Sunday, March 12, 2006
  Will you still love me when I'm sixty four?
Not long ago a friend of mine and I went to a local senior citizens center for a crafts class. As it turned out it was more of a needlework circle, and as my friend doesn't knit, or crochet or tat, we ended up playing a game of scrabble.

What struck me most was the vibrant personalities of the men and women at the center -- one was clearly bold and outspoken. Her hair was impeccably styled, and she wore a bright sweater. She had an stately manner, sitting tall as she flipped through the pattern books. You could tell she approached life with a can-do attitude, and that she had an opinion on everything.

Another was quiet, almost mousy, but she was hard at work, her hands deftly weaving the threads as she tatted doilies. She had several finished ones with her, and when my friend asked, "Do you sell them?" She answered, "Oh, no. They're for love gifts." You could tell she was a loyal friend, and a sweet, generous soul.

So often old people are thought of as decrepit, boring, doing nothing, and interested in little beyond their own illnesses. Yes, I overheard some talk about doctor's visits that afternoon, but most of it focused on other things -- family, friends, projects.

I wish more people visited the senior center -- and not just old people. It would help us remember old people are just people who've lived a bit longer than the rest of us, just as unique and as interesting, if not more so for having had more experiences, than we are.

When I was a girl, my scout trip paid regular visits to a nursing home, and that was good. I grew to be comfortable around people who needed help in their daily life. But it was a skewed view of what it means to grow old. And it's a view that by and large permeates popular culture. Yes, we need to address the issues that can confront us as we age, but we also need to be aware of the joys of being an older person as well.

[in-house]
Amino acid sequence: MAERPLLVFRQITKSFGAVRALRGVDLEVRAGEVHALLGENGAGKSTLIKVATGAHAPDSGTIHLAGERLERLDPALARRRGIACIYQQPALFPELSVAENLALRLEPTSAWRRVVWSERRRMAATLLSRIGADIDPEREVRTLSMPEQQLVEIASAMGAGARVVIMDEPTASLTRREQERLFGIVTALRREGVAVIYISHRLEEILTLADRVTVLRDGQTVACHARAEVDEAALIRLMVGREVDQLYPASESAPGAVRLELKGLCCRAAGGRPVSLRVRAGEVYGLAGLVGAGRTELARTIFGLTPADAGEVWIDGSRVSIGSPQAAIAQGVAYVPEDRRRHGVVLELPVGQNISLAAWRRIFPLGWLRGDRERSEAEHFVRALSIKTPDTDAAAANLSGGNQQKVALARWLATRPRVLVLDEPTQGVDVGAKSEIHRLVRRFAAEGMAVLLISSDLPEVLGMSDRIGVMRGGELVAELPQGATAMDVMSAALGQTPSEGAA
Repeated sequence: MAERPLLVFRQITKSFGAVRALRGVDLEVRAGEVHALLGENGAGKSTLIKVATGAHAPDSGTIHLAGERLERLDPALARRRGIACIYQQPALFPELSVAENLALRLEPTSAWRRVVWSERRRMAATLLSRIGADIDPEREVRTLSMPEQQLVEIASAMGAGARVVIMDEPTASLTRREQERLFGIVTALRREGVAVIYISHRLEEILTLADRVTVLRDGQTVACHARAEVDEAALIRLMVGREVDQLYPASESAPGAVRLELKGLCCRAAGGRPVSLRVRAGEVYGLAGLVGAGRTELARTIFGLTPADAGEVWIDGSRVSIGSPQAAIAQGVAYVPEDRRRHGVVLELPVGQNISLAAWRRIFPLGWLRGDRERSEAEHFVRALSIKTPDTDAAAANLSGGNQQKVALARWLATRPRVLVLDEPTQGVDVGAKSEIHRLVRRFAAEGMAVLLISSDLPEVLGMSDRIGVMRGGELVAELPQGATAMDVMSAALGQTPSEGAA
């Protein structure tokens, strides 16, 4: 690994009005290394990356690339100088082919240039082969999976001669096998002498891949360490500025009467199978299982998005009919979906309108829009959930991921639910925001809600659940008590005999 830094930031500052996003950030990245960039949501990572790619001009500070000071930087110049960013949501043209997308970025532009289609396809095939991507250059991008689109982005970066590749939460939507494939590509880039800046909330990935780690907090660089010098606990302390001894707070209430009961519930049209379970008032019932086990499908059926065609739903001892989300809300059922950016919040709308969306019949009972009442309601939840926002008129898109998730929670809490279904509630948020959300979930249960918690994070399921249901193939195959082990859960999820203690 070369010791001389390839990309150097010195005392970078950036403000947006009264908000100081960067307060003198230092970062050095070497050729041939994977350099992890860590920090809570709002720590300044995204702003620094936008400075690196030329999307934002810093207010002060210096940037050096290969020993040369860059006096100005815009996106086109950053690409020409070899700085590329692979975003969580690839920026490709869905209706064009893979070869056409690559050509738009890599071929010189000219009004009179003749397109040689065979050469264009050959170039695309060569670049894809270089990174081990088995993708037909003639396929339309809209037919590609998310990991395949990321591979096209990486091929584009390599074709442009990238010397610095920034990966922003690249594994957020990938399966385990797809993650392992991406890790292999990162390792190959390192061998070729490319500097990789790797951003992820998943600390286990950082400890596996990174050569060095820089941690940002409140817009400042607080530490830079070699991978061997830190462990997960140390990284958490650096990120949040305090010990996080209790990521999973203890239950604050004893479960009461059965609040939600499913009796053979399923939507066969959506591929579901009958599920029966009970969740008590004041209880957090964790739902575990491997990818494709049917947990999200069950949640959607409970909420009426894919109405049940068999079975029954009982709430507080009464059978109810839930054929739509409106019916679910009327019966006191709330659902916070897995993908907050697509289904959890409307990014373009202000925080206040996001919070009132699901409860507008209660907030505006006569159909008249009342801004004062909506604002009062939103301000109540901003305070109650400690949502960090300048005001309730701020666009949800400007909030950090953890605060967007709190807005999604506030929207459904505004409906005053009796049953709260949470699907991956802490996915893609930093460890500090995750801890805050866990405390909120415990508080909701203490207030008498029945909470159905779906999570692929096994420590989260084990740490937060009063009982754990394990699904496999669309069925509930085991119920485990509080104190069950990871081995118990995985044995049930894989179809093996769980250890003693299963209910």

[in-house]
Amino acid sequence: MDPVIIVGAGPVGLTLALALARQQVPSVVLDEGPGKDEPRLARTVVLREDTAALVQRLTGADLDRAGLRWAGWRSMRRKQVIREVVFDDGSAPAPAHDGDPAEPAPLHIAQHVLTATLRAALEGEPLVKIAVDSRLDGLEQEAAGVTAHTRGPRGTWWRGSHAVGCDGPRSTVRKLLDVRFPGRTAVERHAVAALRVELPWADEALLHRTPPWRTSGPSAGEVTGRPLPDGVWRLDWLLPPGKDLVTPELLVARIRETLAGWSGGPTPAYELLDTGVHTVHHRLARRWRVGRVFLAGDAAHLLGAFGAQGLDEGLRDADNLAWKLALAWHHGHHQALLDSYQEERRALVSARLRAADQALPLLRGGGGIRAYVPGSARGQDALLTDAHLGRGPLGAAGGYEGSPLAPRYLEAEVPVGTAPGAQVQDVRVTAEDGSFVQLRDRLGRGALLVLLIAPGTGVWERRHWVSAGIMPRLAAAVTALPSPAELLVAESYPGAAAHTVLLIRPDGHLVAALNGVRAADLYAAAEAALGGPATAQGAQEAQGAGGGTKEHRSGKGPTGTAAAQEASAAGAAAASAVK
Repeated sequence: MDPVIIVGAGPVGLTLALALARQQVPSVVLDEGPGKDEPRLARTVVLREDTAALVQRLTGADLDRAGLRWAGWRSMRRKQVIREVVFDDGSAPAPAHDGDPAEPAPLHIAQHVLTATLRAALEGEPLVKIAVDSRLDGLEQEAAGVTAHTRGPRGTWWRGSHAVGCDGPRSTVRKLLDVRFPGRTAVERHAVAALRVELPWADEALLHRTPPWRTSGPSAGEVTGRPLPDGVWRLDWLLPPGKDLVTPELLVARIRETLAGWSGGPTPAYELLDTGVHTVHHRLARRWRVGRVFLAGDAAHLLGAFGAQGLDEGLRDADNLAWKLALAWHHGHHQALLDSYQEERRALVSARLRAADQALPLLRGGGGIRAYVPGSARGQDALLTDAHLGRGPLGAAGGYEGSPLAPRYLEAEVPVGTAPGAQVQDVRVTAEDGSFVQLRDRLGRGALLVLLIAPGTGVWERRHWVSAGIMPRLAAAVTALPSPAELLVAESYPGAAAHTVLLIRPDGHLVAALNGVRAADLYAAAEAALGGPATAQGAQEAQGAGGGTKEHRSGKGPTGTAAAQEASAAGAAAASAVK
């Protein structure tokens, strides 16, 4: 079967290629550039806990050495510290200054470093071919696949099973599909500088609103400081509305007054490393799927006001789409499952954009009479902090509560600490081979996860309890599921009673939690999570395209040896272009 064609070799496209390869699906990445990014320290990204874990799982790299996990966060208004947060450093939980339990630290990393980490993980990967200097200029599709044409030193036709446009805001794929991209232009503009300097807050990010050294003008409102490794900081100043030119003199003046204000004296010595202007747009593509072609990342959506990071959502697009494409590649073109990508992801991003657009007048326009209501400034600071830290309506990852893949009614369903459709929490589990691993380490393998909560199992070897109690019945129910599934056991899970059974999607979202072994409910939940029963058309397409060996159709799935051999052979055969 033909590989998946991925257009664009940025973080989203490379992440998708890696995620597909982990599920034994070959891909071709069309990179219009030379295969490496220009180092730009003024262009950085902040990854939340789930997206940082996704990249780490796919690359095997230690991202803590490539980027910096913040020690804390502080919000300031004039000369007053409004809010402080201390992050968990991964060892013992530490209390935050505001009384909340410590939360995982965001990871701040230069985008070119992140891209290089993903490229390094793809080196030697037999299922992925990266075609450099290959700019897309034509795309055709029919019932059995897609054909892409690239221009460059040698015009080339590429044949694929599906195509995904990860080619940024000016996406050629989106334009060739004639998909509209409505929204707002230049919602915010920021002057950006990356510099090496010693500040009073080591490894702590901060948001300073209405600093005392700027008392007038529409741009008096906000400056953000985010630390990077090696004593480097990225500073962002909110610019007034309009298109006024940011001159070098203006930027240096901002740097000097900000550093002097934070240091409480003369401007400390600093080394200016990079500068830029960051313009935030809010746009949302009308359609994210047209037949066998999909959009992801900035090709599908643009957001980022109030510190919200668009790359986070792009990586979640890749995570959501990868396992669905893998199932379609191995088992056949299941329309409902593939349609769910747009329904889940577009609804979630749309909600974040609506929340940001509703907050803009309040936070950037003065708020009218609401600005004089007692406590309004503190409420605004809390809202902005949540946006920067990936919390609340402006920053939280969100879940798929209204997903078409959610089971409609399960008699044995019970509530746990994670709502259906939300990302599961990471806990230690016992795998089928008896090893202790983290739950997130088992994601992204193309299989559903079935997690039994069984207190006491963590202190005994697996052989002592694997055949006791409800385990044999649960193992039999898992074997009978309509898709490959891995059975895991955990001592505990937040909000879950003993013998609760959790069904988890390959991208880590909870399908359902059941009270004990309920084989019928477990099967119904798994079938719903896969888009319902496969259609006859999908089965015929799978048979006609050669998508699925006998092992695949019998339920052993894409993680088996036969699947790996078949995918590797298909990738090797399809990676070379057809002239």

Comments:
I think you need to change that to "Will you still love me when I am Eighty-Four!" A lot of new retirees are very energized and full of intellectual and physical vigor but often rigidity sets in sometime in the late seventies or early eighties -- rigidity of mind and body. That becomes a lot less loveable!
 
Arg, I must be dating myself... the title is, of course, a reference to the totally awesome song by the Beatles...
 
very nice, my parents recently retired and they now seem busier than ever. as my mom says the museums are a lot less crowded on wednesdays, and they can go when ever where ever. try to have my kids go to their house at least once a week. that is one of the problems to with families scattered kids rarely ever see their grandparents.

Salam
 
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Progressive Muslim, feminist, mom, writer, mystic, lover of the universe and Doug Schmidt, cellist, theologian and imam.


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Wanda Campbell also known as Nochipa A very gifted poet and a gentle, compassionate soul. Nochipa and I are on the same page on sooooo many things
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Ink in My Coffee Devon Ellington (who has numerous aliases) who is also the editor of Circadian Poems. A truly inspiring woman with a seemingly endless supply of energy.
Ethnically Incorrect With a name like that, isn't a given I'm going to enjoy this writer?
Freedom from the Mundane Colin Galbraith, another excellent writer, from Scotland.
The Scruffy Dog Review This is a new e-zine with an ecclectic mix of fiction, poetry, and non-fic, some really enjoyable pieces here.
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